The railway station is just stunning with elaborate tile work that tells the story of Portugal. 20,000 azulego tin glazed ceramic tiles depicts Portugal’s history, it’s royalty, wars and transportation history.

The tiles were placed over a 11 year period (1905 – 1916) by artist Jorge Colaco.

The station is named after a Benedictine monastery that once occupied the space in the 16th Century. The house of worship was torn down in the 19th Century to make way for the railway system. Built by architect Jose Margues da Silva, with the first stone being laid by King Carlos I.

The intricate tile work began five years after the station was built and considering they are now a century old they have withstood the test of time. The sight of the floor to ceiling decoration and the stories they tell are breathtaking.

And please when in Porto, don’t forget to have a custard tart or two, they taste divine!

Matoshinhos City, Portugal

Matoshinhos City, Portugal

Matoshinhos city, Portugal

 

One of the most moving groups of sculpture that I’ve ever seen (on a beach) in Portugal, ‘Tragedy at sea’. By Jose Joao Brito. Also known as ‘The wailing women’.

Inspired by the ‘Sea Tragedy’ of Master Augusto Gomes, the monument is about three metres high with five figures and depicts widows and orphans expressing the loss of loved ones.

This sculpture is found at the northern end of Matosinhos beach. An area bordered with Porto and part of the Porto subregion.

The figures look out to sea with such pain, grief and almost non-comprehending rage and are so evocative. The raw emotion that comes from the women’s faces is palpable, with arms raised as if shouting ‘why’ and as if beating the air with their screams.

‘Tragedia do Mar’, is in memory of the shipwreck of 1947, four trawlers (‘Manuel’, ‘Rosa Faustino’, ’San Salvador’ and ‘Maria Miguel’), where the fishing boats were lost in a storm killing 152 crew. The tragedy left 72 widows and over 200 orphans.

The monument was opened in 2005, by the Mayor, with a few dozen relatives of the deceased fishermen present. Including, Maria Emilia Figueiredo, one of the widows of the wreck and Luis Mendonca, 93, who manage to survive the tragedy. Given that many Matoshinhenses are descendants of the tragedy, the Mayor wanted the town and monument to show solidarity with the families of the victims and in remembrance to the fishermen.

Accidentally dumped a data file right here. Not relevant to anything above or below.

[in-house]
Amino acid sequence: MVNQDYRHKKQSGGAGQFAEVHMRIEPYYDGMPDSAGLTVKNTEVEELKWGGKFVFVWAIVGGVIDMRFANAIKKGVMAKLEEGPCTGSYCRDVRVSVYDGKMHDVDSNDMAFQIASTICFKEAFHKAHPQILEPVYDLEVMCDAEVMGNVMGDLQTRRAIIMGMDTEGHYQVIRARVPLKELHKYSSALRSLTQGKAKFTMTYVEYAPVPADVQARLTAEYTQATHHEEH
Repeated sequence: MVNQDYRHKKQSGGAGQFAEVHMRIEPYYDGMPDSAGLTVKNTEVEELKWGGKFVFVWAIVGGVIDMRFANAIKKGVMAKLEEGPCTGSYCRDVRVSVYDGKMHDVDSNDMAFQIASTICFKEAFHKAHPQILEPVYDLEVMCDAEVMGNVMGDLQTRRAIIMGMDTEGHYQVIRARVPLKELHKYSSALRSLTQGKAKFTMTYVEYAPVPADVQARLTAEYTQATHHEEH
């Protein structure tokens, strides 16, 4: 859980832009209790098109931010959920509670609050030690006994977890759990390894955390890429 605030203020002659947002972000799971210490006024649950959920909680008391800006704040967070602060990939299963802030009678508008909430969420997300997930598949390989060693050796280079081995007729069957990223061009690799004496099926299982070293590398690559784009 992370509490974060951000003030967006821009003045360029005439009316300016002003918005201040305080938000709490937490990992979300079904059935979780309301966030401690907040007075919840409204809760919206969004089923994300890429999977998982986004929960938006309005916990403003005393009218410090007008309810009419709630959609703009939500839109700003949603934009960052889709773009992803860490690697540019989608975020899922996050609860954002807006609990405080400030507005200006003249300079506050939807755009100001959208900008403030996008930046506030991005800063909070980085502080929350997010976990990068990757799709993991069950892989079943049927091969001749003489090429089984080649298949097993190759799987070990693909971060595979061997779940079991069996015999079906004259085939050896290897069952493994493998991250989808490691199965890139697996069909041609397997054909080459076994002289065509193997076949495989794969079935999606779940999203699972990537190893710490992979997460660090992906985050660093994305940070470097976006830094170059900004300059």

Columbia Road Flower Market

Columbia Road Flower Market

Columbia Road Flower Market

 

‘who will buy’.., Love this place, apart from the penalty fare parking ticket the last time I went! Why do they make those signs to read so confusing! (to get your money)! hey ho! Anyway, crowds apart, this street market on a road of gorgeous Victoria shops off Hackney Road is a joy. Beautiful blooms to feast your eyes on, wishing you had more money to spend on the flowers! Urban street caf’s, individual craft, design and homewares shops. And watching everyone, when their arms are full, carrying their wares home – a balancing act, late on a Sunday morn’. And a nice pub lunch too, after with friends..
Borough Market

Borough Market

Borough Market

I always love walking round this place. The sights, sounds and gorgeous smells wafting! More than 100 stalls, selling all produce from cheese, breads to meats.., such choice! Quirky urban beaten up side streets too, with lovely independent retailers on the door step. Cobbles and charm aplenty. And keep being recommended ‘Elliot’s, to go to, must go soon!
Last time I had a tasty hallomi, spicy wrap on the go.., and to think someone has told me chocolate features in a restaurant near..  But hey, when ever I have a meeting near, I always (if the sun is shining), pop into Gelateria 3 bis, for a gelato. How can you resist ‘Italian pistachio, hazelnuts from Piemonte, liquorice from Calabria and Pernigotti Cocoa! Love their website too! And good to read they use quality British ingredients like rhubarb, gooseberries and clotted cream. Cream tea anyone..!